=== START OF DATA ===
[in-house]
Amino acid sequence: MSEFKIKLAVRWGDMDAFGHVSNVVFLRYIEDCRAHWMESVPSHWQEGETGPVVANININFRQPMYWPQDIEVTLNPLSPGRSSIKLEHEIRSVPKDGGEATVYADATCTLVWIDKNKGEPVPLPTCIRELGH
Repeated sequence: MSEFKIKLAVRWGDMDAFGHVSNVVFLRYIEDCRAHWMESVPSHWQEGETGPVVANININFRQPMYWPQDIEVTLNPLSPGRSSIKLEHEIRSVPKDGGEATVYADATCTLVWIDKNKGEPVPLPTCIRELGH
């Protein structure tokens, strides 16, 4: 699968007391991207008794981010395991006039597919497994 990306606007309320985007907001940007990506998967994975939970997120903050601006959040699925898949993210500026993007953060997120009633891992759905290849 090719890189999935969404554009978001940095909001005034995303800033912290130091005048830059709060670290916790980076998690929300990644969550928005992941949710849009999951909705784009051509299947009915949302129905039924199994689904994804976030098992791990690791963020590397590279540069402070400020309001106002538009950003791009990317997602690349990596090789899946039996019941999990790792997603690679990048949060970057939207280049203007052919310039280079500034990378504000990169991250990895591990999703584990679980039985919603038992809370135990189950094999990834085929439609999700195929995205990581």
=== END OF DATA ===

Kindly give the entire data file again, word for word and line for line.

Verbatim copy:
[in-house]
Amino acid sequence: MSEFKIKLAVRWGDMDAFGHVSNVVFLRYIEDCRAHWMESVPSHWQEGETGPVVANININFRQPMYWPQDIEVTLNPLSPGRSSIKLEHEIRSVPKDGGEATVYADATCTLVWIDKNKGEPVPLPTCIRELGH
Repeated sequence: MSEFKIKLAVRWGDMDAFGHVSNVVFLRYIEDCRAHWMESVPSHWQEGETGPVVANININFRQPMYWPQDIEVTLNPLSPGRSSIKLEHEIRSVPKDGGEATVYADATCTLVWIDKNKGEPVPLPTCIRELGH
């Protein structure tokens, strides 16, 4: 699968007391991207008794981010395991006039597919497994 990306606007309320985007907001940007990506998967994975939970997120903050601006959040699925898949993210500026993007953060997120009633891992759905290849 090719890189999935969404554009978001940095909001005034995303800033912290130091005048830059709060670290916790980076998690929300990644969550928005992941949710849009999951909705784009051509299947009915949302129905039924199994689904994804976030098992791990690791963020590397590279540069402070400020309001106002538009950003791009990317997602690349990596090789899946039996019941999990790792997603690679990048949060970057939207280049203007052919310039280079500034990378504000990169991250990895591990999703584990679980039985919603038992809370135990189950094999990834085929439609999700195929995205990581």